CTRIC & 35 & 32 & R/W & Secondary Interrupt Controller\\\hline
CTRIC & 35 & 32 & R/W & Secondary Interrupt Controller\\\hline
TMRA & 36 & 32 & R/W & Timer A\\\hline
TMRA & 36 & 32 & R/W & Timer A\\\hline
TMRB & 37 & 32 & R/W & Timer B\\\hline
TMRB & 37 & 32 & R/W & Timer B\\\hline
TMRC & 38 & 32 & R/W & Timer C\\\hline
TMRC & 38 & 32 & R/W & Timer C\\\hline
JIFF & 39 & 32 & R/W & Jiffies peripheral\\\hline
JIFF & 39 & 32 & R/W & Jiffies peripheral\\\hline
Line 2312... Line 2450...
Address Width & 1--bit \\\hline
Address Width & 1--bit \\\hline
Port size & 32--bit \\\hline
Port size & 32--bit \\\hline
Port granularity & 32--bit \\\hline
Port granularity & 32--bit \\\hline
Maximum Operand Size & 32--bit \\\hline
Maximum Operand Size & 32--bit \\\hline
Data transfer ordering & (Irrelevant) \\\hline
Data transfer ordering & (Irrelevant) \\\hline
Clock constraints & Works at 100~MHz on a Basys--3 board\\\hline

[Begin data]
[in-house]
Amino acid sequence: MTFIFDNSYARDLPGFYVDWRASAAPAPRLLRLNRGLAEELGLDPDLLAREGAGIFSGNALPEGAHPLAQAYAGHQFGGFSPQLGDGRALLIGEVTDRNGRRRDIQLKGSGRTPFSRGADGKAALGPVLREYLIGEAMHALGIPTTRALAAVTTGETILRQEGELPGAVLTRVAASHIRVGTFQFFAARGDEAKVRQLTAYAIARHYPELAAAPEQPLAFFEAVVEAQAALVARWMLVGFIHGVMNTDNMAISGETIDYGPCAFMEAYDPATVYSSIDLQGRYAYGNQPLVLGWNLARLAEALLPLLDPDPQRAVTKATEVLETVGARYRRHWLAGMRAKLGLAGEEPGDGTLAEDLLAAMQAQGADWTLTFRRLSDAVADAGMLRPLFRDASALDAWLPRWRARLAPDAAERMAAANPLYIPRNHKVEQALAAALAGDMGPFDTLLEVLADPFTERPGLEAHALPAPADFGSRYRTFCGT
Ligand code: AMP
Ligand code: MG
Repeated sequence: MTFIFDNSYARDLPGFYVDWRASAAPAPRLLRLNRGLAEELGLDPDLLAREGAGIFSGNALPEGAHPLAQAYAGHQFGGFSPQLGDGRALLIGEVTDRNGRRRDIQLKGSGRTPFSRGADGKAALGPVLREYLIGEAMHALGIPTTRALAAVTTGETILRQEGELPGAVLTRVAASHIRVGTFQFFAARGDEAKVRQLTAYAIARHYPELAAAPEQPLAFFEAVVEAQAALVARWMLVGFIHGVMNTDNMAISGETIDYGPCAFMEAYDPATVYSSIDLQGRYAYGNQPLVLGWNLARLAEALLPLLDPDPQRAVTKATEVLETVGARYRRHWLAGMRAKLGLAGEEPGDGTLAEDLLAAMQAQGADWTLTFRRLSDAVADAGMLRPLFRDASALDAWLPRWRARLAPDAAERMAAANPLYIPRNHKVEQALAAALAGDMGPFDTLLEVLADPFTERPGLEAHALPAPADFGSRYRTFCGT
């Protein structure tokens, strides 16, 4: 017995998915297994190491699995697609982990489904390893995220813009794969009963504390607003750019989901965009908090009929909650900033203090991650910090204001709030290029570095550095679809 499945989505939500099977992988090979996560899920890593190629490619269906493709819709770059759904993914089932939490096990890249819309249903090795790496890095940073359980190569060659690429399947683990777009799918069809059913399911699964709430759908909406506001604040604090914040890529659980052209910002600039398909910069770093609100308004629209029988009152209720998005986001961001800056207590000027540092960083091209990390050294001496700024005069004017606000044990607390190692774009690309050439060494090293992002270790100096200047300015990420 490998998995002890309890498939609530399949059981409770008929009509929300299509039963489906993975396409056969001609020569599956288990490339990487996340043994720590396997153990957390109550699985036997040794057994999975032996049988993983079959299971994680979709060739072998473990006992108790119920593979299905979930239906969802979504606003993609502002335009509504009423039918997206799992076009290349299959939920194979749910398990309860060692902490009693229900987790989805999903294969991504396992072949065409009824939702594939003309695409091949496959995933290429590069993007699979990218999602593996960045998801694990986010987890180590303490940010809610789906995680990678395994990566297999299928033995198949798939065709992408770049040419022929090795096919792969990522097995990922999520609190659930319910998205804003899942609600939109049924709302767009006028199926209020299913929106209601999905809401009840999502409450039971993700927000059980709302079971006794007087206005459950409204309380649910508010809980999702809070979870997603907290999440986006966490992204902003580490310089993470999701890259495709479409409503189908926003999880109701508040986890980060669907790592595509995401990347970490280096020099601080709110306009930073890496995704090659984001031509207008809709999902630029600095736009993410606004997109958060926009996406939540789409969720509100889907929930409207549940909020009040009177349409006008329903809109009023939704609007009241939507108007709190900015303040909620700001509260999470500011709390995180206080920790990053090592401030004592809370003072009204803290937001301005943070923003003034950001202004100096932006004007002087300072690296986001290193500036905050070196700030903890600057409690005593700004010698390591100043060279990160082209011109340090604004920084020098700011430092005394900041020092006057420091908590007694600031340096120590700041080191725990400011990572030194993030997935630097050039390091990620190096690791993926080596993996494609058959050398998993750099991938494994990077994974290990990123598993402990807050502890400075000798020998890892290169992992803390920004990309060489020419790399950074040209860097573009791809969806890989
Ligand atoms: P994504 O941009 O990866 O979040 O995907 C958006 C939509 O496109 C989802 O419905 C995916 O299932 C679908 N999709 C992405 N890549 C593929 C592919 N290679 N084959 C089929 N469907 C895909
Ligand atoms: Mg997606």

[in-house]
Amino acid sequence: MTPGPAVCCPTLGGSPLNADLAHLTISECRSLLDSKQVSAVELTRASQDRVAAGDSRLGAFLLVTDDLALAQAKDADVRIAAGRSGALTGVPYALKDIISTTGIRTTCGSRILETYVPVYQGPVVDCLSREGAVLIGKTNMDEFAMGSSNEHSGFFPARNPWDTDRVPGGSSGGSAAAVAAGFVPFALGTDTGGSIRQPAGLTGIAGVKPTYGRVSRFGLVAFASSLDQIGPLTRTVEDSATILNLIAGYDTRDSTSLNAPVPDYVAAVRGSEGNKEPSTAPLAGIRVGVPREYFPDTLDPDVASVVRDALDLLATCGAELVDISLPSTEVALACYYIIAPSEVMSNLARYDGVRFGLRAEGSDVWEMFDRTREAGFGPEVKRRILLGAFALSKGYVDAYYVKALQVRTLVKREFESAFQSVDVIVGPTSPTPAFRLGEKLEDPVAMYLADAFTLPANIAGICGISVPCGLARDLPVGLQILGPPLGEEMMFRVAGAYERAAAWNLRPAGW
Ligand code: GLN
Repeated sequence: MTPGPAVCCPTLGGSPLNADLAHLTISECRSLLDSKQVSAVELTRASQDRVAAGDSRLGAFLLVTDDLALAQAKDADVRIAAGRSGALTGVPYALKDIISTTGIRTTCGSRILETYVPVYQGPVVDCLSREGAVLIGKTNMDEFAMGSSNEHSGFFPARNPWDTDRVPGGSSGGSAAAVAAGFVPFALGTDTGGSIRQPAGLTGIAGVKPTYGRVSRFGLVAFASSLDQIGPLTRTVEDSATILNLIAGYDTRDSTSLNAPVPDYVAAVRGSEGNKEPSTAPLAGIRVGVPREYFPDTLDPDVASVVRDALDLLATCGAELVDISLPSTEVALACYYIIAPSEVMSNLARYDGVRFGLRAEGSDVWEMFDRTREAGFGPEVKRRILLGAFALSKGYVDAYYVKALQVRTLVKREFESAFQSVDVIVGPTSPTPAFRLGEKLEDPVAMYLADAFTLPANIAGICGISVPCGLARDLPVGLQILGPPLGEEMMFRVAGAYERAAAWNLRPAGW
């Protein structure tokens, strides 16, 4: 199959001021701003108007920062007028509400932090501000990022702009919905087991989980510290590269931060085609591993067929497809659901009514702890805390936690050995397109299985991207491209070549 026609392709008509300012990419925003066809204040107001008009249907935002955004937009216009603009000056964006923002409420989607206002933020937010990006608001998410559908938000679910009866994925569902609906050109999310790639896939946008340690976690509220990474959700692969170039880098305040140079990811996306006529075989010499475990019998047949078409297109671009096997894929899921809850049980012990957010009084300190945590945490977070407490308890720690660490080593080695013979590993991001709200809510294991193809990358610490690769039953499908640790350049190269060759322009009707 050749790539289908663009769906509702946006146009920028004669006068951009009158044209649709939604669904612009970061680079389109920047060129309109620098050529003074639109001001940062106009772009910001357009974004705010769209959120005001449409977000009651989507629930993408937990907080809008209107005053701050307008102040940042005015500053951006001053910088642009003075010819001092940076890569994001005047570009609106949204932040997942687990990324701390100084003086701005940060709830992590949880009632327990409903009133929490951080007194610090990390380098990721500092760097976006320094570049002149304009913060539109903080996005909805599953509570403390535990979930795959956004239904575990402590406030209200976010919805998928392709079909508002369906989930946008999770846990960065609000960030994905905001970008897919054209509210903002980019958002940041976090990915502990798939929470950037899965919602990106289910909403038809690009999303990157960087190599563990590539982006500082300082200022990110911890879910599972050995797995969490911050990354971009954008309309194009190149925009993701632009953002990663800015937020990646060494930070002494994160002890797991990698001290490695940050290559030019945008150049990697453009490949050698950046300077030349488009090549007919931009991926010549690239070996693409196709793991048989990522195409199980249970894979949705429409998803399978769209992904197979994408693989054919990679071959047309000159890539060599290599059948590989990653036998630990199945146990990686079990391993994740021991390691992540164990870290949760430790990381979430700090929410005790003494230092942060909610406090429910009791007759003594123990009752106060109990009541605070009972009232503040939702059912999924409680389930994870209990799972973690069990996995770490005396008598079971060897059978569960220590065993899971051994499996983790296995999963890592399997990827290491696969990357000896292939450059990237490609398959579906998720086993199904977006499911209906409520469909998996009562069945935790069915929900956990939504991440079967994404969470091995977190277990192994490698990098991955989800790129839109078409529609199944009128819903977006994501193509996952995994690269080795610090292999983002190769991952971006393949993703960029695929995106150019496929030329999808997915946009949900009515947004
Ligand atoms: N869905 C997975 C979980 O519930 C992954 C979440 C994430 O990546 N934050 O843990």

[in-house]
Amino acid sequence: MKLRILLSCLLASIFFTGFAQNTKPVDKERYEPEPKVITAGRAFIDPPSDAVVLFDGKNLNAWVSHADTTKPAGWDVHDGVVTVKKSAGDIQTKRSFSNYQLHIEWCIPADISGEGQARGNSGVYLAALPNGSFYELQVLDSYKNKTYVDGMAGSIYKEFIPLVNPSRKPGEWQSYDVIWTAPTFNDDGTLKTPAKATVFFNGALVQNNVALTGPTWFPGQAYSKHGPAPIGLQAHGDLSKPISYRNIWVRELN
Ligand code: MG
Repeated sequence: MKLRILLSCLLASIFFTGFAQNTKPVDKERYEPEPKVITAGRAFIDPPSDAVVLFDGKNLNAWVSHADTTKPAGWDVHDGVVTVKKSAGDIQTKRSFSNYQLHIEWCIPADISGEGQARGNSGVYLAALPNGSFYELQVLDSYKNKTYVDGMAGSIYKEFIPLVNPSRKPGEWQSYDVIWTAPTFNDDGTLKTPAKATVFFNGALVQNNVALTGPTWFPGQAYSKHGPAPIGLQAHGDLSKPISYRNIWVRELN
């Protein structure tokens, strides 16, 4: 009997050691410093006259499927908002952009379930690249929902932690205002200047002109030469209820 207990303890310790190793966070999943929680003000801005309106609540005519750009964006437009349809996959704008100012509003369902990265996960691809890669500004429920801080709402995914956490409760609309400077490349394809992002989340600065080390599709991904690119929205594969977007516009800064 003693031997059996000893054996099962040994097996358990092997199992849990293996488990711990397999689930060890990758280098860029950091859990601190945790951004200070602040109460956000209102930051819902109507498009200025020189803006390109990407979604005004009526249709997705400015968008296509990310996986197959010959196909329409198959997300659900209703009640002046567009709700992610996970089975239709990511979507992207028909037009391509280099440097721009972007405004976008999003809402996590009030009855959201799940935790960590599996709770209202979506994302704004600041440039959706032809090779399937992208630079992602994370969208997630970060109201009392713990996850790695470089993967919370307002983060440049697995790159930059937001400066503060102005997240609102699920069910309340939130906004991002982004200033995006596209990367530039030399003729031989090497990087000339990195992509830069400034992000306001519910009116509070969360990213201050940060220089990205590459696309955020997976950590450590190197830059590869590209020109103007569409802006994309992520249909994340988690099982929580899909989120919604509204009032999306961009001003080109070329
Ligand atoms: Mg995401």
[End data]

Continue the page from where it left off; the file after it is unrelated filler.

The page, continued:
Clock constraints & Works at 100~MHz on a Basys--3 board, and 80~MHz on a
 
                XuLA2--LX25\\\hline
Signal Names & \begin{tabular}{ll}
Signal Names & \begin{tabular}{ll}
                Signal Name & Wishbone Equivalent \\\hline
                Signal Name & Wishbone Equivalent \\\hline
                {\tt i\_clk} & {\tt CLK\_I} \\
                {\tt i\_clk} & {\tt CLK\_I} \\
                {\tt i\_dbg\_cyc} & {\tt CYC\_I} \\
                {\tt i\_dbg\_cyc} & {\tt CYC\_I} \\
                {\tt i\_dbg\_stb} & {\tt STB\_I} \\
                {\tt i\_dbg\_stb} & {\tt STB\_I} \\
Line 2334... Line 2473...
\begin{table}[htbp]
\begin{table}[htbp]
\begin{center}
\begin{center}
\begin{wishboneds}
\begin{wishboneds}
Revision level of wishbone & WB B4 spec \\\hline